Global trade may face slowdown in 2019; WTO lists two key reasons

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Updated: April 2, 2019 6:15:22 PM

"The fact that we don't have great news today should surprise no one who has been reading the papers over the last 12 months," WTO director-general Roberto Azevedo told reporters in Geneva.

Global trade growth, World Trade Organisation, Roberto Azevedo, china, united states, European Union, britainThe WTO had in its preliminary estimates predicted a 3.7 per cent expansion of trade for this year, but has revised that down to 2.6 per cent, marking a decline on the three-percent growth recorded in 2018. (Reuters)

Global trade growth is expected to be lower in 2019 than it was last year, the World Trade Organisation forecast on Tuesday, citing widespread “tensions” and economic uncertainty. The WTO had in its preliminary estimates predicted a 3.7 per cent expansion of trade for this year, but has revised that down to 2.6 per cent, marking a decline on the three-percent growth recorded in 2018.

“The fact that we don’t have great news today should surprise no one who has been reading the papers over the last 12 months,” WTO director-general Roberto Azevedo told reporters in Geneva. In its main annual forecast, the 164-member WTO renewed its concerns about systemic threats that could continue to disrupt the world’s economy, notably retaliatory tariffs between China and the United States. There are indications that ongoing talks between Washington and Beijing could resolve the bruising tariff battle, but timelines for a possible deal are not clear.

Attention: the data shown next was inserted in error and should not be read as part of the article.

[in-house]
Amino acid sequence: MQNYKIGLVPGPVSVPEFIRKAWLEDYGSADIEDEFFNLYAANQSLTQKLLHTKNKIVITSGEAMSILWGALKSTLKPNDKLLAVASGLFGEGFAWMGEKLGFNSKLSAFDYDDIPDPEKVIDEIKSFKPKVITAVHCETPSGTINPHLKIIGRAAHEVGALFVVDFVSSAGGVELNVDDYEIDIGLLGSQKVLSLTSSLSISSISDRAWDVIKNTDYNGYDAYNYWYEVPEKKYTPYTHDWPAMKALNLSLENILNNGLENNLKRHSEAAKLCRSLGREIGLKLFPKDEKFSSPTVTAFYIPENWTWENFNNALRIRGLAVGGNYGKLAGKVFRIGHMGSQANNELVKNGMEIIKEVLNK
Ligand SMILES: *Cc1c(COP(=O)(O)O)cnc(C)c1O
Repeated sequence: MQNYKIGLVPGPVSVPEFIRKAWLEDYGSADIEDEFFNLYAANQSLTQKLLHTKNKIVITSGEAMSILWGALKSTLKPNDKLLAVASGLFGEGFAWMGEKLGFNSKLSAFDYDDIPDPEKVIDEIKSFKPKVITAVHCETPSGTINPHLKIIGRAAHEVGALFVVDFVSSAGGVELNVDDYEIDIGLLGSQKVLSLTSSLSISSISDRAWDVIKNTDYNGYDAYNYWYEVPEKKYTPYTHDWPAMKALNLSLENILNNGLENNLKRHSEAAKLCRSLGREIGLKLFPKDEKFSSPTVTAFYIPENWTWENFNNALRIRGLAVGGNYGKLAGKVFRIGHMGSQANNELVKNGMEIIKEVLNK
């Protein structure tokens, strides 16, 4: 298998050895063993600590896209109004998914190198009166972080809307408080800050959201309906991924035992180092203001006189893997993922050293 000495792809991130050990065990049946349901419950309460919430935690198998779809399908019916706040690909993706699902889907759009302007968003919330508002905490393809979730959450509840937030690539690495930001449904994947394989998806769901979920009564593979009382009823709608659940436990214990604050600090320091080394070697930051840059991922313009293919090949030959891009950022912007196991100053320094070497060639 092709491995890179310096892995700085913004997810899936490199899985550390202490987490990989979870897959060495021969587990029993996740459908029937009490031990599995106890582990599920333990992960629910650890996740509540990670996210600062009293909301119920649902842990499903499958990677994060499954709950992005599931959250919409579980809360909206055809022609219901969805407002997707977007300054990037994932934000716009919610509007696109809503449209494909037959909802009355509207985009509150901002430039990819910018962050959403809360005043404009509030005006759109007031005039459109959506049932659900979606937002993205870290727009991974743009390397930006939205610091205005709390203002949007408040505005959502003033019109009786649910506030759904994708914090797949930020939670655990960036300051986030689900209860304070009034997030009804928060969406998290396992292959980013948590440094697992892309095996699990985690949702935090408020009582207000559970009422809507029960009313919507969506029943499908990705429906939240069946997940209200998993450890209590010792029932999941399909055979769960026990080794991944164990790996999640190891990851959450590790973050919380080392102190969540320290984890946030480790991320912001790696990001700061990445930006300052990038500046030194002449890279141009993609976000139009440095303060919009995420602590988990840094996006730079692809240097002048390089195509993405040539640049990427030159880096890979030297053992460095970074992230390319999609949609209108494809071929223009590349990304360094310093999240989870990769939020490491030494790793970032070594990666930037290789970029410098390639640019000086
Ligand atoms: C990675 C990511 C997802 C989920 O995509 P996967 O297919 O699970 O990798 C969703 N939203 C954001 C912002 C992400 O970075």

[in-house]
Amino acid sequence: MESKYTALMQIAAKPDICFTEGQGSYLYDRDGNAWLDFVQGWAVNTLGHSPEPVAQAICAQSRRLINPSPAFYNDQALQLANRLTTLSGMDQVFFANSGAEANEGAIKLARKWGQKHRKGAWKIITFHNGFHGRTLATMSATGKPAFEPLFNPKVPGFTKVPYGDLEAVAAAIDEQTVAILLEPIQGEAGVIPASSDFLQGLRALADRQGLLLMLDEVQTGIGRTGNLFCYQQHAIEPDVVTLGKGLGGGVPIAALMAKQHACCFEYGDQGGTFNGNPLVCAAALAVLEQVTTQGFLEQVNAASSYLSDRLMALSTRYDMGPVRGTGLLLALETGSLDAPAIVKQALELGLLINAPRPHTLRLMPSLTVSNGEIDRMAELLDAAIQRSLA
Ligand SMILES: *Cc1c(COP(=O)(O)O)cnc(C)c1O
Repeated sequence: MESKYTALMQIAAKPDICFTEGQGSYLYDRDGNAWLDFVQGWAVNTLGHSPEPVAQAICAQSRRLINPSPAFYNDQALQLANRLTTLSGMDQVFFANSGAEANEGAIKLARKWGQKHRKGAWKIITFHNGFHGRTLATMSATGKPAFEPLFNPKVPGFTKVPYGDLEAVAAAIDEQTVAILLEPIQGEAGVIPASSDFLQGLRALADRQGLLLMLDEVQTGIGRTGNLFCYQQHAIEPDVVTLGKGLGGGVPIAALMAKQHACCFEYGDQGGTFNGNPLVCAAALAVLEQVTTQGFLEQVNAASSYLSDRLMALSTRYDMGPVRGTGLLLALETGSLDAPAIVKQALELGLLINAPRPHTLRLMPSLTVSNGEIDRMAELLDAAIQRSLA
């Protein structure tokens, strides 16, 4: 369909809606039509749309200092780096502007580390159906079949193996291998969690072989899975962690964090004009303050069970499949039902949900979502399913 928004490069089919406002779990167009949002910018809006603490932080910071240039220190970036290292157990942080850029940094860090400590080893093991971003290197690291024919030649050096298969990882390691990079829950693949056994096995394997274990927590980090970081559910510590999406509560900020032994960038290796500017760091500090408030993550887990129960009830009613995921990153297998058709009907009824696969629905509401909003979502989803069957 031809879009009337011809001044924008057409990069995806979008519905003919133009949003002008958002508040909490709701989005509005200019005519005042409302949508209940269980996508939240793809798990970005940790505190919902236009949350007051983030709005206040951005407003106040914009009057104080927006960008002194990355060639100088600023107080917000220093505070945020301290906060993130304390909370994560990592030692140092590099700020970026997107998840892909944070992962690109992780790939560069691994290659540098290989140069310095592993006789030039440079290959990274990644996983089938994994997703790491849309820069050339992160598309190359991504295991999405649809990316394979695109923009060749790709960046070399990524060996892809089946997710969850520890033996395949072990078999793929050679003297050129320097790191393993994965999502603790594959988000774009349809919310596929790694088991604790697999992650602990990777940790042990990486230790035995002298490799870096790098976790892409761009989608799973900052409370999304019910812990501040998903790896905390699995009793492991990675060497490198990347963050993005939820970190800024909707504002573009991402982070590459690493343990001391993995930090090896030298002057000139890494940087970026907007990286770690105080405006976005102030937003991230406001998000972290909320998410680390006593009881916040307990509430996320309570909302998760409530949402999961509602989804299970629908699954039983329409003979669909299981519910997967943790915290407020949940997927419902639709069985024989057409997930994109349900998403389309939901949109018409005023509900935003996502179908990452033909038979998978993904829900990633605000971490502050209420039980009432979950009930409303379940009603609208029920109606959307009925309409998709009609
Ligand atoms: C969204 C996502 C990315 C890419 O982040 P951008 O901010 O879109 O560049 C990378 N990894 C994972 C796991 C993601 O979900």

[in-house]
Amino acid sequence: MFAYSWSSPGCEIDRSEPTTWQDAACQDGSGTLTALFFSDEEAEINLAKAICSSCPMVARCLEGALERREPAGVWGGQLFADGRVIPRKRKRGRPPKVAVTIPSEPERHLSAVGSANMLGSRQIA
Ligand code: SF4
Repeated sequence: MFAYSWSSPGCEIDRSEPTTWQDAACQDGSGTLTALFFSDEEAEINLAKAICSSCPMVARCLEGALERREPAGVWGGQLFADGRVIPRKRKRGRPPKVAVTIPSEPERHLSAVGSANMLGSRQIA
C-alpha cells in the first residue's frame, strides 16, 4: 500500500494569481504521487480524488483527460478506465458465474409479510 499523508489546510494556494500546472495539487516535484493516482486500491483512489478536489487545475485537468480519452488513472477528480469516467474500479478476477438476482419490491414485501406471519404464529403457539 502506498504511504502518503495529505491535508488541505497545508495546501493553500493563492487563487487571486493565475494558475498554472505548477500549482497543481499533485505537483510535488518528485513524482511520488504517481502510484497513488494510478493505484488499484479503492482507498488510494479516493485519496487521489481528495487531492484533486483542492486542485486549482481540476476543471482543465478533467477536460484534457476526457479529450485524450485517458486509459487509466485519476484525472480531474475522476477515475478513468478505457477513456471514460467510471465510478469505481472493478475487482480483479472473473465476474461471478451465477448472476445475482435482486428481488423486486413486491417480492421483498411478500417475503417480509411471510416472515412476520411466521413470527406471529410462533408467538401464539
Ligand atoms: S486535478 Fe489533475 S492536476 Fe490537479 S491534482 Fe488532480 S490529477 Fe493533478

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Asked if he saw either side emerging victorious in the trade spat between the world’s two largest economies, Azevedo said “there will be many losers.” It was therefore becoming “increasingly urgent” that tensions are resolved, he added in a statement.

The projections released Tuesday are based on a “relatively smooth” Brexit playing out over the next two years, WTO economist Coleman Nee told reporters. Britain leaving the European Union without a withdrawal agreement, or the various other possible Brexit scenarios that remain in play, will impact global trade, Nee added. “The situation is so fluid. We will have to wait and see what the final outcome is,” before fully understanding Brexit’s influence on world trade, Nee further said.

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